Our brains are a lot like computers. We collect inputs, make calculations, then respond with outputs. Part of what makes our brains different, however, is their power to change biological composition. This process of adaptation is called neuroplasticity, and it’s something we should all know a little more about.
Neuroplasticity occurs most heavily during infancy and adolescence, but even as adults our brains are constantly rewiring themselves based on challenges and habits. The reason you were able to learn multiplication tables, for instance, is because your brain physically created neural pathways over time to make this process easier.
Perhaps, like me, you had distaste for mathematics growing up. My response was always “I’m not good with numbers, so math isn’t for me.”
Inherent strengths and weaknesses do exist — it’s part of what makes us each unique. In many cases, however, you can overcome those weaknesses by training your brain to work differently.
So why bring this up alongside programming? Because many believe that it is a skill reserved for the computer savvy geek archetype and that’s simply not true. There’s a massive learning curve, and getting over that hump takes a tremendous amount of time, patience, and support.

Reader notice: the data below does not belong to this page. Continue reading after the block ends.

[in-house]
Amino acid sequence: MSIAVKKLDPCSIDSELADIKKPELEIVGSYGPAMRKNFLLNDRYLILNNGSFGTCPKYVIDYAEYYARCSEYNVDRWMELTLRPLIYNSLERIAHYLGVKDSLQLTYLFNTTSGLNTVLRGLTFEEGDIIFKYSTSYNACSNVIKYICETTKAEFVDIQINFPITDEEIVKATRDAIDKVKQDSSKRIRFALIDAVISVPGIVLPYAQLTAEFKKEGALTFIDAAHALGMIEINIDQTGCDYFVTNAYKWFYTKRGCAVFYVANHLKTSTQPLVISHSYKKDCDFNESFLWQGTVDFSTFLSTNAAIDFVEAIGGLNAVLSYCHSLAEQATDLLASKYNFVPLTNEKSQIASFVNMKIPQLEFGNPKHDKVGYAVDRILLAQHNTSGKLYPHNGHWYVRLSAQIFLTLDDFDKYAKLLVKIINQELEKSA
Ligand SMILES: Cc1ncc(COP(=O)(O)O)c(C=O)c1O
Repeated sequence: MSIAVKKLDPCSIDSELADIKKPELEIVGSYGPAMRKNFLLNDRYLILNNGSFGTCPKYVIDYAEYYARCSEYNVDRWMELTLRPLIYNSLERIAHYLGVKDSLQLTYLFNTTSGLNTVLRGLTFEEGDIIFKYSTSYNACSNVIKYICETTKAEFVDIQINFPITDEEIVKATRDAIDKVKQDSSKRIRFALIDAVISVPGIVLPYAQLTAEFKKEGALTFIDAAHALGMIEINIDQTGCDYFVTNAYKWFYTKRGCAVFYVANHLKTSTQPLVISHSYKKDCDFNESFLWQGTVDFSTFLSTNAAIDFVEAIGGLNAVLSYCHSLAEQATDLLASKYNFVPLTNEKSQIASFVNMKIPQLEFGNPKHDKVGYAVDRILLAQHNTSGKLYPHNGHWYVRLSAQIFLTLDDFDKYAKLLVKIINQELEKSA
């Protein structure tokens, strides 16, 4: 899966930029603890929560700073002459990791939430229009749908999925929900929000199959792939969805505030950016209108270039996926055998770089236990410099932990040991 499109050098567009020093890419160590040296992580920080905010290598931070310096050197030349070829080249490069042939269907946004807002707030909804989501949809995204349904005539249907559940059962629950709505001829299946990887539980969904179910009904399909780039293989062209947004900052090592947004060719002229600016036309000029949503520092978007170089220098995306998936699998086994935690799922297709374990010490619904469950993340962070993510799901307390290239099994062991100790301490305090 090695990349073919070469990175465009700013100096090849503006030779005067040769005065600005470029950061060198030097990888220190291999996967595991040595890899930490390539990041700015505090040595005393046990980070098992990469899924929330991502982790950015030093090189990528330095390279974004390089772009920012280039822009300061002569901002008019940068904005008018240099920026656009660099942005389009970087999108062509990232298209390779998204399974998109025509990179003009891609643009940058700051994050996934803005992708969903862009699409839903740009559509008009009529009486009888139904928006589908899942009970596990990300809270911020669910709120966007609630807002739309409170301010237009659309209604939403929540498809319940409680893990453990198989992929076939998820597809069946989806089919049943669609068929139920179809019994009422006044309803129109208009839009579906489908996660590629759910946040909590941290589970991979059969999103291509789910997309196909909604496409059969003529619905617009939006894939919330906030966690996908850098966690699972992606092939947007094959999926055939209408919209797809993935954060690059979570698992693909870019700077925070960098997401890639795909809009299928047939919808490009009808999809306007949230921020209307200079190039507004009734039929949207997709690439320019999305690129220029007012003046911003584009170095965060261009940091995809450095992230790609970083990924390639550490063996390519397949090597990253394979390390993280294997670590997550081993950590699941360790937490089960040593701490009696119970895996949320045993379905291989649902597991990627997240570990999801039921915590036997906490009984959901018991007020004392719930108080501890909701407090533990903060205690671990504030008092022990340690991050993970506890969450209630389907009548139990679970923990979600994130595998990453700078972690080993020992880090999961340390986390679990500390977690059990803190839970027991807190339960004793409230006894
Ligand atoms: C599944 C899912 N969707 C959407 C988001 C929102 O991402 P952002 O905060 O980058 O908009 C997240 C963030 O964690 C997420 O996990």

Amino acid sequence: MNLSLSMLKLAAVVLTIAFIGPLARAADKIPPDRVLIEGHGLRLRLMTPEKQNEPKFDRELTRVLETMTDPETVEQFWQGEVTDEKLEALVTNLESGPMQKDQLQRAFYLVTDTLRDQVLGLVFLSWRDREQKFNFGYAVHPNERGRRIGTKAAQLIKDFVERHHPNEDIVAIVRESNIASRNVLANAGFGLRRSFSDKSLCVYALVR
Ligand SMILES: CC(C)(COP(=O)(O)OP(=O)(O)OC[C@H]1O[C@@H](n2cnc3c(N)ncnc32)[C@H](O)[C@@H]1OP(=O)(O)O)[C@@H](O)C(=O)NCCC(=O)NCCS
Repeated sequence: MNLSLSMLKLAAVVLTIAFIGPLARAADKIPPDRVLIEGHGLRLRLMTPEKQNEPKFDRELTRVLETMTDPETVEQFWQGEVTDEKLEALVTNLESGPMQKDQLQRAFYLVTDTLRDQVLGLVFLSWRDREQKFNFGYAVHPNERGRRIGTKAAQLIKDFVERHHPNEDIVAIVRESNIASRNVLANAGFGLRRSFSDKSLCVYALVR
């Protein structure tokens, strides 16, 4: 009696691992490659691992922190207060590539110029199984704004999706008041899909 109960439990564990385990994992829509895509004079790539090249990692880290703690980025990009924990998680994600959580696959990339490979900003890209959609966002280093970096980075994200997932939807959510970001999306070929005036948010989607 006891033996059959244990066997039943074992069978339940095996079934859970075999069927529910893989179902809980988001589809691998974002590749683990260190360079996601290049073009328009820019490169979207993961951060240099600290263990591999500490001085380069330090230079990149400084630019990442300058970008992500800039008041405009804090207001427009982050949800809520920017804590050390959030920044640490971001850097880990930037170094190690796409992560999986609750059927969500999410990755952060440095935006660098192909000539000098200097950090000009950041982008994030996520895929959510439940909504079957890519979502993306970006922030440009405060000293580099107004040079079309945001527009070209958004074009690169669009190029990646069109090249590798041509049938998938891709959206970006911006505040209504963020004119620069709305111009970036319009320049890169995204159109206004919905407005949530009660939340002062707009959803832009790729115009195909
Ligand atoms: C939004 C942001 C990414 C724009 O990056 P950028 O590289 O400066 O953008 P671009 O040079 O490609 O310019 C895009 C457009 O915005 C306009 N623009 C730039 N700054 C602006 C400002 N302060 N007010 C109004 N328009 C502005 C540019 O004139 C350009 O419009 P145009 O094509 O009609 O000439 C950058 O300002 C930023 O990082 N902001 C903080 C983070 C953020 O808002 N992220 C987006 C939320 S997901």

Programming is a unique skill that doesn’t borrow from many other disciplines. Sure, you’ll use math, but being talented at one doesn’t mean you’re talented at the other. Because programming requires a different state-of-mind, it will take your brain time to adjust. This process occurs alongside practical skill development.
It’s a lot like playing an instrument. You start with the simplest songs, scales, and progressions. For many, picking up an instrument feels unnatural for a long time. It can be discouraging to see others play so effortlessly. But with enough practice, you begin to form habits. Your fingers become comfortable creating the right notes with the right emphases. You also begin to understand music theory, figuring out which combinations work together and why. It simply takes time. Music has some profound effects on neuroplasticity, and interestingly, studies now support the idea that programming works in a very similar way:
“Students learning programming showed increases in connectivity between the prefrontal regions and the anterior cingulate cortex, which is associated with conflict avoidance and resolution. Anticipating and avoiding conflict between different software artifacts is a large part of what MIS professionals and computer scientists do in their jobs. We will go so far as to say that one of the primary factors that separates skilled computing professionals from the unskilled is the ability to anticipate and avoid creating conflicts among software artifacts.”
– (Computational Thinking: Changes to the Human Connectome Associated with Learning to Program, 11)
With this in mind, please don’t use “I’m not good with …” to justify holding back. If you think that building software might be something that makes you happy, go for it and trust your brain to lead the way.